The Covid-19 UK Recession – From Universal to Particular Experiences

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By Professor John Bryson
Department of Strategy and International Business, University of Birmingham

It is worth noting that we are living through an exceptional period in which a virus is responsible for an economic downturn. There are many aspects to this downturn that need to be considered.

I am currently on holiday, during this break, I have been reflecting on COVID-19 and the difference between ‘universal’ versus ‘particular’ experiences. This is perhaps a very academic distinction, but central to this is an appreciation of the inequality of human lives and experiences.

Yesterday, it was identified that the UK economy experienced its largest downturn between April and June 2020 as the economy contracted by 20.4% compared to the first three months of this year. This downturn has pushed the UK into its first recession since 2009 with a recession being defined as two consecutive quarters of economic decline. This is hardly surprising news as this contraction is directly linked to COVID-19 and the lockdown that was imposed in the UK on the evening of the 23 March, but also the earlier impacts of COVID-19 that had begun to emerge in February. During lockdown, household consumption shifted towards online expenditure and a reduction in expenditure related to face-to-face service encounters.

‘Universal’ versus ‘Particular’ experiences of COVID-19

It is worth noting that we are living through an exceptional period in which a virus is responsible for an economic downturn. There are many aspects to this downturn that need to be considered.

The first point to make is that the easing of the lockdown has been associated with a corresponding economic rebound as households began to consume once again. Thus, the UK economy grew by 1.8% in May and by 8.7% in June. The economy will continue to recover, but expenditure patterns are altering as more people holiday in the UK and some expenditure has shifted towards COVID-19 related consumption including the purchase of face masks.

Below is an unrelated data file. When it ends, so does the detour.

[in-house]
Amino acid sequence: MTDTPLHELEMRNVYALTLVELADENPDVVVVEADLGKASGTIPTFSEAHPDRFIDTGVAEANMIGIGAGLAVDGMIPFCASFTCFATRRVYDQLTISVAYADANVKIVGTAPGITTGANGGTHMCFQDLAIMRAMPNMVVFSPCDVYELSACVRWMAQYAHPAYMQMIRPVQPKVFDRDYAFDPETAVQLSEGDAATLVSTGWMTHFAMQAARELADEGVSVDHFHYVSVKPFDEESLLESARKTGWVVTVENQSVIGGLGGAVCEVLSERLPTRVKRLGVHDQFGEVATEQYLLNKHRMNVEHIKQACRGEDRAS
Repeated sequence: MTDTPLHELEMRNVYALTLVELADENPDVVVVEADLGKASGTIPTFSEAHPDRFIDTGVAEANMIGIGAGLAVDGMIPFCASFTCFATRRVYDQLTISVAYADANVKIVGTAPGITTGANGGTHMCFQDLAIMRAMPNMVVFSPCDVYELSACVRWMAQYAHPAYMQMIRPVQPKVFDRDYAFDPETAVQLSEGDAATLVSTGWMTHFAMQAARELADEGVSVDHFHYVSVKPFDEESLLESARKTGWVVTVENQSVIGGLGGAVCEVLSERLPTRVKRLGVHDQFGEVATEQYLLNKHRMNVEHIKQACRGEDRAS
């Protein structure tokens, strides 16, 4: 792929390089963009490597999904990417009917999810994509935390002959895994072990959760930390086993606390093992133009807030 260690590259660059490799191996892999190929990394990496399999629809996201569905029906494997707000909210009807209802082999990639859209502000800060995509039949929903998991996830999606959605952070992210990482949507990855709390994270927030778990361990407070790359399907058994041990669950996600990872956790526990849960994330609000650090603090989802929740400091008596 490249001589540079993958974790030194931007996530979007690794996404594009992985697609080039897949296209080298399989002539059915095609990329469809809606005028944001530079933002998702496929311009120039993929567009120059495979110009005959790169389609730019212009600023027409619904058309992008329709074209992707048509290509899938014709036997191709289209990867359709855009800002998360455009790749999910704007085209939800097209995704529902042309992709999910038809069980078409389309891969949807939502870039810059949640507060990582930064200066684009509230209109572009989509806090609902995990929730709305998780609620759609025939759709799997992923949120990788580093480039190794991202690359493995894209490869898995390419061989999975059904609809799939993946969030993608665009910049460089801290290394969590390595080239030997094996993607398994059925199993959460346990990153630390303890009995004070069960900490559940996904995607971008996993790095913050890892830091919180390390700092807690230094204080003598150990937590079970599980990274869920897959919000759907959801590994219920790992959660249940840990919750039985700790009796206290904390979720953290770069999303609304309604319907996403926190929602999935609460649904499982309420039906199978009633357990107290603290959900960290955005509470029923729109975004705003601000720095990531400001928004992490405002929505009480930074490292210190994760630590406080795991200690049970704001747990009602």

Second, it is worth applying a ‘universal’ versus ‘particular’ analytical framework to understanding COVID-19 and the UK 2020 recession. On the one hand, all people living in the UK have been impacted by COVID-19 – thus, one can argue that this has been and continues to be a ‘universal’ experience. All of us have had to adjust to living with COVID-19.

On the other hand, the impacts have been experienced in different ways, or in ‘particular’ ways. Thus, some people are more exposed to COVID-19 impacts and these tend to be the more vulnerable in our society. By vulnerable, we need to include all those who are employed in activities that are based around face-to-face service encounters. Many of these are essential activities and those involved should be defined as keyworkers. It is perhaps surprising that keyworkers should now be defined as including all those involved in the production and distribution of food, the removal and processing of waste and supermarket shelf stackers along with doctors, nurses, A&E administrators, and hospital porters.

Some of these essential roles can be termed as ‘shadow’ public service activities that are critically important for everyday living however, involve relatively low paid employment as well as being largely invisible in media accounts. For journalists and politicians our key workers tend to be employed by the NHS or are teachers, but there are these other forgotten key workers that must not be overlooked.

What is the future for the UK economy?

My own view of the impacts of COVID-19 are that an economic downturn was going to happen sometime soon. COVID-19 has meant that we have experienced this earlier and the impacts have been deeper, but also that they have been very focused over a critical number of weeks from 23 March. Nevertheless, the medium-term outlook will be volatile as the UK economy adjusts to the new normal or the post-COVID-19 economy.

My own forecast is that there will be a period of significant economic growth from 2023. There is a caveat to this in that there might be another pandemic. For the UK, the key learning point from COVID-19 is that the UK economy needs to learn how to cope with pandemics. This coping involves both avoiding them, but also developing effective coping strategies.

There is one final point. Journalists love to engage in comparative analysis. Thus, the media will be packed with ‘doom and gloom’ based commentaries highlighting that the UK has performed much worse than other nations – on all counts. These are accounts that highlight that ‘the grass is always greener’ elsewhere. Any comparative analysis must consider micro- and macro-economic differences between national economies. Thus, the German or French economies are radically different to that of the UK. This highlights the importance of differentiating between ‘universal’ versus ‘particular’ experiences.

The views and opinions expressed in this article are those of the author and do not necessarily reflect the official policy or position of the University of Birmingham.

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